• Hi Sharon,

          I like to hear from retired people too. I hope to live long enough to be a retired person myself.

          The issue is not at all that “retired smoky bear” is retired. The issue to me was that they called people “anti’s and obstructionists.” So I wondered what they were “anti” and “obstructing.” Anyway, you’ve long told people (retired, working or otherwise) not to call people names on this blog.

          P.S. Social Security is primarily funded by payroll taxes assessed on an individual worker’s wages. The employer pays 6.2% of the income and the employee chips in another 6.2%. So, no, Social Security is not primarily funded by ‘taxpayers’ per se. However, if “retired smoky bear” has a pension from working with a federal land management agency, a significant part of that pension is funded by all taxpayers.

          • Maybe you’re thinking about the difference between CSRS retirement system (phased out in 1987) and the current TSP program which is social security and an IRA like savings program. CSRS people were given the option to switch over at some point (maybe 1987?).

            I don’t think you can tell from the fact that someone’s retired which plan they are on, although knowing the start date of someone’s service means that you can tell if they could be on CSRS. And as to CSRS, that also applies to the whole USG enchilada, EPA, USDA, NASA, NOAA, State Department, NIH, FDA, HHS and so on, and I think Congress as well. But State employees get pensions funded by taxpayers as well.. not sure where you’re going with this.. Where I live, we see many retired feds and military supporting and serving the community (and their families).

  4. Uh spent some time in WV. Afraid the Old Guy is right. It is a paradoxical forest. Even against mgmt for restoration/ecological integrity and endangered species. They seem to frustrate the state, TNC, Sierra Club and forest industry will great equality.

  5. Question. Why are we so easily diverted from the issue at hand? What does it matter who’s paying for our retirement? The question is the management of the Monongahela. and how well it is serving the many needs of the public. It seems apparent that a forest that that cuts 2.8% of its annual growth while 51% dies is serving neither the public’s basic needs for jobs and economic security nor the silvicutural need for prudent husbandry.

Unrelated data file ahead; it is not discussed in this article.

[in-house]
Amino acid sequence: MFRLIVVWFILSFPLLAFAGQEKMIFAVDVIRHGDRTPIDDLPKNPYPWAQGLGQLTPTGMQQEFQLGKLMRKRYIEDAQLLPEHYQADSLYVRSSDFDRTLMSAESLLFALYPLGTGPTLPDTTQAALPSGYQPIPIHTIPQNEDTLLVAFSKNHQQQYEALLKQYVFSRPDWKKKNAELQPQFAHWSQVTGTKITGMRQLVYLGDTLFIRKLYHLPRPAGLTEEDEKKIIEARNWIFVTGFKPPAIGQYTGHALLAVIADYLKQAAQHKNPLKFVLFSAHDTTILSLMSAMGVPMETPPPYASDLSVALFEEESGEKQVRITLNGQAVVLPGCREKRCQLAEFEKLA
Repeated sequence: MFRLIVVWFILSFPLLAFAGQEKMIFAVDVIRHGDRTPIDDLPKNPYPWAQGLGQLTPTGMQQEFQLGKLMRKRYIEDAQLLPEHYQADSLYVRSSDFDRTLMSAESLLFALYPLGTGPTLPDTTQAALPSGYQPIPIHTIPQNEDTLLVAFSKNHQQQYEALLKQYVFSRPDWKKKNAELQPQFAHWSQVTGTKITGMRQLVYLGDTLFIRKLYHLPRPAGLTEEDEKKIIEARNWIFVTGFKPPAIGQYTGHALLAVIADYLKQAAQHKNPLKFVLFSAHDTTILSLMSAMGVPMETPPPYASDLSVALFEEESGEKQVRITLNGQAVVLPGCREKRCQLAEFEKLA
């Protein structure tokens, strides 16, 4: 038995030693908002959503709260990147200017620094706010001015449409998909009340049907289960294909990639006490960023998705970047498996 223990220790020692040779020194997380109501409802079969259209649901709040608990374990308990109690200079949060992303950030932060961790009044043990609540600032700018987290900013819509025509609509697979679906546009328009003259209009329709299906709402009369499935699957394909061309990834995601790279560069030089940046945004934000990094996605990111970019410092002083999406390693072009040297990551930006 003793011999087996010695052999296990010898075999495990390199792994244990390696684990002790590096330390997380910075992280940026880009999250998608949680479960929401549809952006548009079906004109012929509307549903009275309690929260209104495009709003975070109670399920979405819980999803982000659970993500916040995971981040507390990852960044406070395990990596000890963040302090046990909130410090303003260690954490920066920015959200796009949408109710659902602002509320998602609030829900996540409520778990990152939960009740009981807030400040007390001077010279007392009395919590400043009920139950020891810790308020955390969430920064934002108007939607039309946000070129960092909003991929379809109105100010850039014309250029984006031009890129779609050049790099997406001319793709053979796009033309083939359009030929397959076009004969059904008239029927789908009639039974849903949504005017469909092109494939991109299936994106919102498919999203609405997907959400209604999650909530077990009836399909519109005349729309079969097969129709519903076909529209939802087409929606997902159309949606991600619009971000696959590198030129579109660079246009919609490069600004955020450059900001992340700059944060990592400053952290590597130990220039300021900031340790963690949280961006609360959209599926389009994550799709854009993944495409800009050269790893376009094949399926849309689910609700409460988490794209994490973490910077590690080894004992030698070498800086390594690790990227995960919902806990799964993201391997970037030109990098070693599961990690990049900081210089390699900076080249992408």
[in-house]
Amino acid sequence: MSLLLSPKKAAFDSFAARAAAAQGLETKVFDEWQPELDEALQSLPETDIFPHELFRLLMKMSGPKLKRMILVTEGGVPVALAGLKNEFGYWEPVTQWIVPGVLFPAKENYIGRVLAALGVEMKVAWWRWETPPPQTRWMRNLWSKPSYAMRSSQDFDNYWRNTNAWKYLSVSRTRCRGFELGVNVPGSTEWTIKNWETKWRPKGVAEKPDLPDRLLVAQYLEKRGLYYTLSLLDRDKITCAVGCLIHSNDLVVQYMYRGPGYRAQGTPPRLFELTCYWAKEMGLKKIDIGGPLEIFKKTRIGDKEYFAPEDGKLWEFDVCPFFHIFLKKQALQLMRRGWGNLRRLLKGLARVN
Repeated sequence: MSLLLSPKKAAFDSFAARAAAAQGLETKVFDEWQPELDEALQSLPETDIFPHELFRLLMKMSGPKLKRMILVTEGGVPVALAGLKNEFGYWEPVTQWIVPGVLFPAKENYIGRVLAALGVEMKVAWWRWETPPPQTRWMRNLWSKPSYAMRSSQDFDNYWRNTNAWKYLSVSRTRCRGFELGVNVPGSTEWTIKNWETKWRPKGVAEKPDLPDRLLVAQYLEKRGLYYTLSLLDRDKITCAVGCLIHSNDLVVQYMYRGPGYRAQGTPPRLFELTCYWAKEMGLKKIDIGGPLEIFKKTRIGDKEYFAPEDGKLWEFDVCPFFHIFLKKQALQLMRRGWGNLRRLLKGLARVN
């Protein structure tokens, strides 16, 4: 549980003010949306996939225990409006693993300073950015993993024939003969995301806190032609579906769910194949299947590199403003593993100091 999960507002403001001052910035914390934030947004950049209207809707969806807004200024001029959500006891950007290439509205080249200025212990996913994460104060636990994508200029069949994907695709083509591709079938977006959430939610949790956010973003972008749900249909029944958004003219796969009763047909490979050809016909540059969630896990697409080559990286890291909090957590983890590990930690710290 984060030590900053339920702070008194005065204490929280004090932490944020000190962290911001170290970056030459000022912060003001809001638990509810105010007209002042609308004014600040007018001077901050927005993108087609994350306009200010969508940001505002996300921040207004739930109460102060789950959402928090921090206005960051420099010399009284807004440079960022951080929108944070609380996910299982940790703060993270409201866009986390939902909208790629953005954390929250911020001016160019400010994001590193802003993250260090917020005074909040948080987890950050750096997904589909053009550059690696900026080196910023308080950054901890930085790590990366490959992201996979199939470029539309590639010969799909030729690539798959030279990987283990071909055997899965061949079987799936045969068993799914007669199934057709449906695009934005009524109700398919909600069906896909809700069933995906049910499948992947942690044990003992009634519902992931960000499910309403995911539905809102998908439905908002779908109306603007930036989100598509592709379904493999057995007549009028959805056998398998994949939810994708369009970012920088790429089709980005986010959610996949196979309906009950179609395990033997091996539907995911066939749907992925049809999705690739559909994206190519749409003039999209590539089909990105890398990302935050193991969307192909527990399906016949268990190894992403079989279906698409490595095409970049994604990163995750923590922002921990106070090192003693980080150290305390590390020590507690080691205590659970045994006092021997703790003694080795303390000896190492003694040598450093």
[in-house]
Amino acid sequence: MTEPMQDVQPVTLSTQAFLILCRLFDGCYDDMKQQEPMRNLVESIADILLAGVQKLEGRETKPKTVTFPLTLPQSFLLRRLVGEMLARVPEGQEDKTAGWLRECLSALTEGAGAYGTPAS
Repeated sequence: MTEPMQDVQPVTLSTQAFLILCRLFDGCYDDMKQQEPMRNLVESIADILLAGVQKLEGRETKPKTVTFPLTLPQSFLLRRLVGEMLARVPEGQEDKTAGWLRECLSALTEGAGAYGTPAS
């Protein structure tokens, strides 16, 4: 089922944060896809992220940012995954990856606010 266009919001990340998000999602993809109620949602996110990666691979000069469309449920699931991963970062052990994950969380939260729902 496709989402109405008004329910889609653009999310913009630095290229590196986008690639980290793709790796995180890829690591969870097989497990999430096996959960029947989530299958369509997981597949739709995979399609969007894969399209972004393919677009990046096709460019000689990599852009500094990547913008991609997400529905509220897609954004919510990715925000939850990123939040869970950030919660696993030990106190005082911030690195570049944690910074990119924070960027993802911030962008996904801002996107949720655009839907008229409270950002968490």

6. “the agency’s push to pull more wood from forests it considers underused”

    I’m still waiting to see the Trump Administration marching orders to “up the cut.” (This would make a good FOIA request.)

    The Monongahela (I thought it was the “Monon,” like the railroad) is obviously being managed for multiple uses rather than jobs and “prudent husbandry.” Its 2007 forest plan has an ASQ of 6.3 MMBF and a total from both suitable and unsuitable lands of 7.8 MMBF. The relationship of this to annual growth should have been discussed when the plan was adopted. (Maybe “underused” means not cutting the ASQ, misusing ASQ again like the old days as a target instead of sustainability ceiling.)

  7. Jon, Would it be possible, feasible, desirable, to increase the annual harvest from 2.8% of the annual growth while maintaining and, gasp, enhancing other ecosystem services? “Prudent husbandry” serves many needs , including the basic human needs for family security and community stability. The forest is now contributing only minimally to meeting these needs. A quick check of the U.S. Census Bureau data for 2015 shows that every one of the West Virginia counties ((Tucker, Pocahontas, Greenbriar, Randolph) with the largest acreage of N.F. land have poverty levels above the national average of 13.5%. Many factors contribute to this condition, but in all cases the national forest virtual non-management is part of the problem. It could be part of the solution. Our public lands were were created to serve public needs. Should they not do so?

  8. They are serving public needs. The question, as always, is which public and which needs. That’s what forest planning is supposed to resolve, and it did.